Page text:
A team of Physics majors have been selected to compete in the NASA MINDS Artemis Technology Design project as part of current work toward establishing a lunar outpost within the next decade. NASA Minds will provide $1,500 to the team to complete their project, “Development of an autonomous location system for water exploration using ground penetrating radar and triangulation methods.” The Artemis mission is the return of exploration on the surface of the moon, and a pre-curser to sending a settlement of new explorers to Mars.
NASA's Minority University Research and Education Project (MUREP) Innovative New Designs for Space (MINDS) is a multi-semester undergraduate level activity that supports their Artemis mission and Human Exploration and Operations Mission Directorate.
According to NASA.gov, this isn't a competition but rather a hands-on design to build collegiate learning experiences where students' skills, creativity, and innovation are challenged.
The TLU team's project supports the NASA Artemis mission through developing potential for self-reliant life support in the form of exploring for natural sources of water on the lunar surface, with extensions to doing the same on the surface of Mars. The technology, in the form of autonomous robotic explorers address the need to precisely locate and potential retrieve hidden water resources. Essentially supporting long-term exploration on the moon as a precursor to travel to Mars.
Led by Physics Department Chair Dr. Toni Sauncy, the team submitted a Preliminary Design Review in December 2020 and were recently advanced to the funding phase.
"It is an ambitious project, but it has really energized students in the middle of this challenging year," Sauncy said.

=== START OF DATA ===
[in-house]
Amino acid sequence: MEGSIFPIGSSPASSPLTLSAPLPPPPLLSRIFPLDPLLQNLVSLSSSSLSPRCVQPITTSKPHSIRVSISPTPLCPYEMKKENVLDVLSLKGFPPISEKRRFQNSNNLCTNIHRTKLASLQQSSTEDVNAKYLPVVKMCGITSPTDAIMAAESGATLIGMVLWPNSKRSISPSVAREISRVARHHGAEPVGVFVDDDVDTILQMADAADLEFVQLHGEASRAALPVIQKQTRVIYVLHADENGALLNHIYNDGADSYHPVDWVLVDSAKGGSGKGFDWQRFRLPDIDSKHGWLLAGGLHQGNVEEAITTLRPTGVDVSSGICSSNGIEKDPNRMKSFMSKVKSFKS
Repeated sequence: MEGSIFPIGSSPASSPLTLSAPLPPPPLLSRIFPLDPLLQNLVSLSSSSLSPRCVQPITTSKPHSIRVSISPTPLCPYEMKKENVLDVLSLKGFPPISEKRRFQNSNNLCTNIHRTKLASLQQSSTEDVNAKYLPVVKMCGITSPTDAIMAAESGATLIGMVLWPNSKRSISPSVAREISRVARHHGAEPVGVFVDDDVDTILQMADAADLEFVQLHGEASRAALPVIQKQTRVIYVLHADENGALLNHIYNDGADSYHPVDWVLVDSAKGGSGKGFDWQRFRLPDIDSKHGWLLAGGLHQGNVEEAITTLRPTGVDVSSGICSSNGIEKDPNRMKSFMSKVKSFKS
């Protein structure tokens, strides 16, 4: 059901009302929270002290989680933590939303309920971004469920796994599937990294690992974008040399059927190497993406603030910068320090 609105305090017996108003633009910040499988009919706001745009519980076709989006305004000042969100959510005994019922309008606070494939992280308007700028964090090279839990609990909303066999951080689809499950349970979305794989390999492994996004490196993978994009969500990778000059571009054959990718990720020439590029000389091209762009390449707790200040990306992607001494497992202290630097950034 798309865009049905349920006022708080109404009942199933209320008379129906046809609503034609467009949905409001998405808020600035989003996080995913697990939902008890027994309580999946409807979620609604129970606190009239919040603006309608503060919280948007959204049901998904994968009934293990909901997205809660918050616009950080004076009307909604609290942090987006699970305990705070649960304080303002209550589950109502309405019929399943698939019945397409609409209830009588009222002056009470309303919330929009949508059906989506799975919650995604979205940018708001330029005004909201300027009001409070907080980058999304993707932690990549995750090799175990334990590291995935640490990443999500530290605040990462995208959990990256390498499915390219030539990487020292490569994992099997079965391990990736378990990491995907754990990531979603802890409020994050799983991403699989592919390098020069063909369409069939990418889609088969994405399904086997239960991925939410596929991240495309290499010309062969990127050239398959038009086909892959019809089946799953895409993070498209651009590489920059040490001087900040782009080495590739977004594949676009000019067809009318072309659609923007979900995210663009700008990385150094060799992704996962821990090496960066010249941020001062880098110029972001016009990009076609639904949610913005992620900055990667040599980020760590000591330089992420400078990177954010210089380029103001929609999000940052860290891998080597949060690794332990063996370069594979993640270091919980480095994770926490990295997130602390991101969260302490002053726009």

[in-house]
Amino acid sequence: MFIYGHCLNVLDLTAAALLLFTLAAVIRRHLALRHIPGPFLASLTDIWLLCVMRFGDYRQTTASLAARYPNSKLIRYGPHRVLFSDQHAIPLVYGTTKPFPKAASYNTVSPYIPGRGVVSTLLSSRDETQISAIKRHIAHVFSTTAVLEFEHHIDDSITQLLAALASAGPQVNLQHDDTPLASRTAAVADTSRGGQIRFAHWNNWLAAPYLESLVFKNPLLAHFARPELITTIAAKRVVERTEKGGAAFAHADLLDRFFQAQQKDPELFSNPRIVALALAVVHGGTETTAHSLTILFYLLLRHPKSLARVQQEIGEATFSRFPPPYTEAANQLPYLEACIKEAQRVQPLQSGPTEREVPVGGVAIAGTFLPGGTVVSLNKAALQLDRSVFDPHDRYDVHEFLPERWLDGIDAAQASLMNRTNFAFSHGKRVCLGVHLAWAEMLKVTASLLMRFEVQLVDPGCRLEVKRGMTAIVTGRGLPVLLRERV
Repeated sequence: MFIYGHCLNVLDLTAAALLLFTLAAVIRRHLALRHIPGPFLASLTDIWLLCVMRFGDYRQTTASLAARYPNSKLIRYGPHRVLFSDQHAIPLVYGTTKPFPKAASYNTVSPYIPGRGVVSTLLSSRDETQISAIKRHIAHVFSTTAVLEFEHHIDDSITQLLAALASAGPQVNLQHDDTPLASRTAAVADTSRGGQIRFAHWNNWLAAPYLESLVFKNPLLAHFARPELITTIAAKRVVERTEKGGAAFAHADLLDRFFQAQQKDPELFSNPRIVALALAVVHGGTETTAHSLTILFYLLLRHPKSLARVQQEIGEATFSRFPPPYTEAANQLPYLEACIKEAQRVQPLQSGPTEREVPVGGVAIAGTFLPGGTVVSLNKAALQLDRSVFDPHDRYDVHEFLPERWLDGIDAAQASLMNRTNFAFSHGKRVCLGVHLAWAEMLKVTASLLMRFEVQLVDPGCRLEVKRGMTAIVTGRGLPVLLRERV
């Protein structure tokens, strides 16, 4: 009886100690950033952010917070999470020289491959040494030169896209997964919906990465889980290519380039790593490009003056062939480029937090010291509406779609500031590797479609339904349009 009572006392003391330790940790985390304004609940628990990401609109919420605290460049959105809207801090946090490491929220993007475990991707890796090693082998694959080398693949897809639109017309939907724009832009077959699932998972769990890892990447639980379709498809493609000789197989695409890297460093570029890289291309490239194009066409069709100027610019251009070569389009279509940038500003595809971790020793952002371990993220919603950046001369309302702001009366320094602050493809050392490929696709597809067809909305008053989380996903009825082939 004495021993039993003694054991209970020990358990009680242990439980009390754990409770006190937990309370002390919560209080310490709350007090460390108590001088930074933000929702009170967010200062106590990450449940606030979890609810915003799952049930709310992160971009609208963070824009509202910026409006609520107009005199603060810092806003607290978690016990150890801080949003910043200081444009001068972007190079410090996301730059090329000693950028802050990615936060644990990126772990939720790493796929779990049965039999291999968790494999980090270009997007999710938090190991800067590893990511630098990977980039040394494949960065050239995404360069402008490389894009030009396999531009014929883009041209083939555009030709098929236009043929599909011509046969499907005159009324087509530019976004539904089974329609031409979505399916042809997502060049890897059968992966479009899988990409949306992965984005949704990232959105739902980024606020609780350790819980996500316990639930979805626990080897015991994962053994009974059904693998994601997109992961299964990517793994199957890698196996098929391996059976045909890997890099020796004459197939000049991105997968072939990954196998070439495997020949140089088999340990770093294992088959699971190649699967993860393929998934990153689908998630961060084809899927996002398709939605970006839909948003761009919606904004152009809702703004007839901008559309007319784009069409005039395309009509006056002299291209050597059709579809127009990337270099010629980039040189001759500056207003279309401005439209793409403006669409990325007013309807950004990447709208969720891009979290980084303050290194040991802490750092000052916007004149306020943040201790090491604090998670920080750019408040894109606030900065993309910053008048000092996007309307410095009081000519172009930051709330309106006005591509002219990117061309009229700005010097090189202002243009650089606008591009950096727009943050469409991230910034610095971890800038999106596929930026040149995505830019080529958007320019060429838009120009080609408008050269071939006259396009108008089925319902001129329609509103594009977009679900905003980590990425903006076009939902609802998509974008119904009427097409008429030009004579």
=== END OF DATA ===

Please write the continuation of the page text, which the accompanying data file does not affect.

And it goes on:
TLU NASA Minds Team Members:
- Alex Pantoja (Lead) – Sophomore Applied Physics Major
- Marcela Juarez - Seniors Applied Physics Major
- Max Schaar – Sophomore Applied Physics Major
- Simon Carandang - Sophomore Applied Physics
- Jason Garcia – Freshman Applied Physics
- Maliqui Moore – Freshman Applied Physics
- Sophia Sauceda - Freshman Applied Physics Major
- Sara Krotzer – Sophomore Integrated Science Major
Dr. Sauncy says the students' enthusiasm and resolve about how this team from a smaller liberal arts college could impact essential human survival skills beyond earth is their greatest asset.
According to their proposal, the TLU Physics team "has the capability to provide continuous exploration of water resources that may be hidden in surface features on the lunar surface, and eventually on Mars she said. The autonomous system will search for, locate and potential retrieve hidden water resources for evaluation at a base camp. By efficiently locating water, and doing a preliminary assessment of its potability, the human explorers can attend to other exploration. We are confident that our team can make contributions to the mission by thinking outside the box, while using our basic understanding of the natural world, our growing coding skills, and our developing technological knowledge to push the limits of existing technology. We are perseverant, dedicated, and unyielding in our quest to go beyond our humble situation to change the world. We are an eager group of young scientists, determined to play a small part in the Artemis mission of a lunar outpost. We are confident that our resolve will make us successful."
The team has also begun actively recruiting donors within the rural community of Seguin for support regarding drones, ground vehicles, and electronics. One large company with an industrial facility in Seguin has agreed to provide some support, and the team will also be supported directly and in-kind by the TLU Physics Department.